Strophe 3: Verses 6-7 [5-6]

“From the breast of the oppressed, from the groaning of the (one)s in need—
Now I will stand up!’ says YHWH,
‘I will place in safety he (who) pants for it [i.e. for help].’
—(and) the sayings of YHWH are pure sayings,
(like) silver melted (down) in a rising (fire),
refined from (the) earth (even) seven (time)s.”

At the heart of this strophe is the declaration by YHWH, announcing that he will now act on behalf of those who are in need, those oppressed (“pressed/beaten down”) by the wicked. It is not entirely certain whether this declaration properly begins with the second line or extends to include the first; I prefer to read the first line as a dramatic setting for YHWH’s announcement. The noun dv) here is typically understood as coming from ddv, meaning “violence, assault, destruction”; however, it is here perhaps better identified with the word meaning “breast” (with the form dv), as in Isa 60:16). This keeps the parallelism of the line consistent, with a subjective genitive relationship for the substantive plurals “(one)s beaten down [i.e. oppressed]” and “(one)s in need”. The breast is essentially the source of the “groaning, crying” (hq*n`a&), and, admittedly, yields a female image, perhaps intentionally drawing upon the traditional motif of the woman (i.e. widow, pregnant mother, etc) as a poignant symbol of human suffering.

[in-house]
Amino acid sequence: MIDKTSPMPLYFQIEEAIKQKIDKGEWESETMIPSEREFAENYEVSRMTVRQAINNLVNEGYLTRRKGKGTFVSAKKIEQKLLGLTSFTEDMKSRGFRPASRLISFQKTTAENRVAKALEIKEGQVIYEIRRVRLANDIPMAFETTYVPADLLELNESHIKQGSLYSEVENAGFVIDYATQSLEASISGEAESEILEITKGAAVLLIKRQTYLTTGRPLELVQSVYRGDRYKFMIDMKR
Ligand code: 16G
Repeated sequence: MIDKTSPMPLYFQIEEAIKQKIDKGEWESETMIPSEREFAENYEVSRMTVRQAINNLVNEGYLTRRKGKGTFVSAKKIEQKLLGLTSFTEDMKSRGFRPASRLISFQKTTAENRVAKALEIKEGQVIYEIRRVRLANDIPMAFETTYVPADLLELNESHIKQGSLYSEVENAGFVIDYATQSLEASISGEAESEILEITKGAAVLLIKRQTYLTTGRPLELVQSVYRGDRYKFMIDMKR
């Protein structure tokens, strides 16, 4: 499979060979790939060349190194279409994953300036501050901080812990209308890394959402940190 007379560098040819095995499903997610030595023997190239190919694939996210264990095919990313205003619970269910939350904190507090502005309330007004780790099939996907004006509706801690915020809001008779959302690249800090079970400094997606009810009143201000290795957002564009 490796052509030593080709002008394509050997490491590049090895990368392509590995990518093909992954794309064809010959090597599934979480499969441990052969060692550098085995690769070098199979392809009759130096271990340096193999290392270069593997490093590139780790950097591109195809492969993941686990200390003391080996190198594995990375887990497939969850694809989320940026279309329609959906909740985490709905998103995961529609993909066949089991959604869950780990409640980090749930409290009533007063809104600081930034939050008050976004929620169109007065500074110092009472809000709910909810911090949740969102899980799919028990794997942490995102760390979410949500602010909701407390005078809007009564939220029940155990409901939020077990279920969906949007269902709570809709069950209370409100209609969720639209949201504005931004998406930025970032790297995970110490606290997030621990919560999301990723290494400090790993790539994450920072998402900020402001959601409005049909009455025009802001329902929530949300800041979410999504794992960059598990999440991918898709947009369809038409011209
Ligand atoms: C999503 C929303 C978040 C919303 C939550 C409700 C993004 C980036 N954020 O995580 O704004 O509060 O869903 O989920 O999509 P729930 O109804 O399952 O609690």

YHWH’s announcement that he will act on behalf of the oppressed is sudden and dramatic: “Now I will stand up!”. The nature of this action, described in the third line, is clear enough (“I will set/place [him] in safety”), but the syntactical relationship of this phrase with the remainder of the line is rather ambiguous. The final two words are ol j^yp!y`, literally “he breathes for him/it”, but which could be read two different ways in context: (1) “he [i.e. the wicked] breathes/blow after him [i.e. the oppressed]”, or (2) “he [i.e the oppressed] breathes/pants [i.e. longs] for it”, that is for help from YHWH. The latter seems better to fit the overall sense of the strophe—it is the suffering of the oppressed that is primarily in view, not the action of the wicked.